Winnipeg to study reducing speeds on residential streets to 30 or 40 km/h
Province would need to make a change to prevent requirement for thousands of new signs
Winnipeg is looking at reducing speed limits on residential streets — provided the province signs off on the change.
The city is poised to study the implications of reducing speed limits from the current 50 kilometres an hour — the default speed limit unless otherwise posted — to 30 or 40 km/h.
While the city has the power to do this, the provincial Highway Traffic Act makes this impractical, as the city could be required to place new speed-limit signs at every intersection of the affected roads.
As a result, Winnipeg transportation engineer David Patman recommends the city ask the province to change the Highway Traffic Act to allow reduced speed limits.
"Without an amendment, reducing residential speeds citywide would result in thousands of signs being added to the residential streetscape — an undertaking which presents both financial and esthetic concerns," Patman wrote in a new report to city council's public works committee.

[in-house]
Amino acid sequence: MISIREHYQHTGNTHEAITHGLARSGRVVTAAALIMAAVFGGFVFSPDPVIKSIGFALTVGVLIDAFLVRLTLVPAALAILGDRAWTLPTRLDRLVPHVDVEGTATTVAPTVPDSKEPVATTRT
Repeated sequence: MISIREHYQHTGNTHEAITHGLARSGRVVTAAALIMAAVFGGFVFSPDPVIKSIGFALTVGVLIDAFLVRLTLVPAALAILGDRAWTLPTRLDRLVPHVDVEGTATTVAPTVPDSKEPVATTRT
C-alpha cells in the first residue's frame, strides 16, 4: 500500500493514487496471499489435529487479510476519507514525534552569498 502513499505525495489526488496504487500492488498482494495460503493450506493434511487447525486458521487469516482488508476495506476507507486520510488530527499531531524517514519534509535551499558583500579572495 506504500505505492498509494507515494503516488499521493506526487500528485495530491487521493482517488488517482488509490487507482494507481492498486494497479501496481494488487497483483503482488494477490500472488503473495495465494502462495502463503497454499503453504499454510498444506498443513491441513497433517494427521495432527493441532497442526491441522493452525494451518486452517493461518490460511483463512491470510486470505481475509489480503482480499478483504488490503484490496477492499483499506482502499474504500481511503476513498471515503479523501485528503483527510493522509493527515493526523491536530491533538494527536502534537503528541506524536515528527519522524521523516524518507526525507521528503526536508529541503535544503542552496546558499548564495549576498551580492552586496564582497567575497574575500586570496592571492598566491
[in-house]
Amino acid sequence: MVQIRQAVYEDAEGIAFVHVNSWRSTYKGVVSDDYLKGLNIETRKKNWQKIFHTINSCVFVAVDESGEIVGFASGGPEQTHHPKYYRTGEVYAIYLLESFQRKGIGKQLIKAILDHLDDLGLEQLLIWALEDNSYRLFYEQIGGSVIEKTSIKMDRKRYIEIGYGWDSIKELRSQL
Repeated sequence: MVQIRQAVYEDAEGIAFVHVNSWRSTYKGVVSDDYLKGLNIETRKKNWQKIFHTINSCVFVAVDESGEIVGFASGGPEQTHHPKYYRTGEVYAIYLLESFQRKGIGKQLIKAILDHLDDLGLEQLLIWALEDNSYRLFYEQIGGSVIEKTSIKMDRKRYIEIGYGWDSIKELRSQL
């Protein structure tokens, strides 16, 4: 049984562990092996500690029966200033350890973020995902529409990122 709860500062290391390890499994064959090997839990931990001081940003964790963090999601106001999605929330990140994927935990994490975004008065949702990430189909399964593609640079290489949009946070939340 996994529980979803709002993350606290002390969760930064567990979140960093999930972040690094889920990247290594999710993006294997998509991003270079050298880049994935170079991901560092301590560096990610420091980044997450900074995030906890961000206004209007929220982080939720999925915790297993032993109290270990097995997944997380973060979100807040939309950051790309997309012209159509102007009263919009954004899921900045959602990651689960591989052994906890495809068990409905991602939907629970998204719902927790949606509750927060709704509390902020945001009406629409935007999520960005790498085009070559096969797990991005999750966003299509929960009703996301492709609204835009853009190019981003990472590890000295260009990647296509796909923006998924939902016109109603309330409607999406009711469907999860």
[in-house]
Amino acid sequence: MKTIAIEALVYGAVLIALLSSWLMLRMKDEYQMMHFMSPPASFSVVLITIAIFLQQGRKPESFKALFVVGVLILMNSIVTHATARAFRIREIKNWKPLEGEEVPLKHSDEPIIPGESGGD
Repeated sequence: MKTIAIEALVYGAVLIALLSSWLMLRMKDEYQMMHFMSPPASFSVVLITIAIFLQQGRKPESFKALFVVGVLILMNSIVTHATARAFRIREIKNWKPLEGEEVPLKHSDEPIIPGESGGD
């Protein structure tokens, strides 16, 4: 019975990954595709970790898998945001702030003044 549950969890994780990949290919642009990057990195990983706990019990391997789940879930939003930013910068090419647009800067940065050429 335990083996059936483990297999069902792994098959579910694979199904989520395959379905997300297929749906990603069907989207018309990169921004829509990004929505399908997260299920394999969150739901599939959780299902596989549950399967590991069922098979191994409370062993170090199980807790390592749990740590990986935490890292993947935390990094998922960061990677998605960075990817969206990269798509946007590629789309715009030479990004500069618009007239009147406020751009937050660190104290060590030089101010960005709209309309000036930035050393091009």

On July 7, that committee will consider asking the province to make the change and kick off a study of reduced speed limits that would likely start next year. It would look at what other cities have done with residential streets.
The same report also recommends the city engage in a reduced-speed-limit pilot project on five streets already used heavily by pedestrians and cyclists. That would cost $250,000 to $300,000.